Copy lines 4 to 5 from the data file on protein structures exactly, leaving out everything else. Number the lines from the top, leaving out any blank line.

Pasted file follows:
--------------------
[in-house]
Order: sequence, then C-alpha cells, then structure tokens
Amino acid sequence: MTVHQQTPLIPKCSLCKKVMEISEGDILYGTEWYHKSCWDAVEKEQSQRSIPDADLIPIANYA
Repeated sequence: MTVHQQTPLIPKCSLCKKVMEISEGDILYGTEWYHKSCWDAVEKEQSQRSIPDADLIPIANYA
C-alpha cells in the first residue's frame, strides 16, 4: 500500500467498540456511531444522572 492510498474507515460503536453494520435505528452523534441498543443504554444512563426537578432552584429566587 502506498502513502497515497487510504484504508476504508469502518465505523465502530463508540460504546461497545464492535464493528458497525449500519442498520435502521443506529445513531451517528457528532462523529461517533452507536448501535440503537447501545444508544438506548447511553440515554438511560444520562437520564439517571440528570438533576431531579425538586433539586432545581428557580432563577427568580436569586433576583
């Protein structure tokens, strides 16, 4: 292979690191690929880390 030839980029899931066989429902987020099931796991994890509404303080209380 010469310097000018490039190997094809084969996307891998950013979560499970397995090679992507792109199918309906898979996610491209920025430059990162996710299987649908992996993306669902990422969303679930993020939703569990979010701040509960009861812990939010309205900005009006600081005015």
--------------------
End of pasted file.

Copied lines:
Repeated sequence: MTVHQQTPLIPKCSLCKKVMEISEGDILYGTEWYHKSCWDAVEKEQSQRSIPDADLIPIANYA
C-alpha cells in the first residue's frame, strides 16, 4: 500500500467498540456511531444522572 492510498474507515460503536453494520435505528452523534441498543443504554444512563426537578432552584429566587 502506498502513502497515497487510504484504508476504508469502518465505523465502530463508540460504546461497545464492535464493528458497525449500519442498520435502521443506529445513531451517528457528532462523529461517533452507536448501535440503537447501545444508544438506548447511553440515554438511560444520562437520564439517571440528570438533576431531579425538586433539586432545581428557580432563577427568580436569586433576583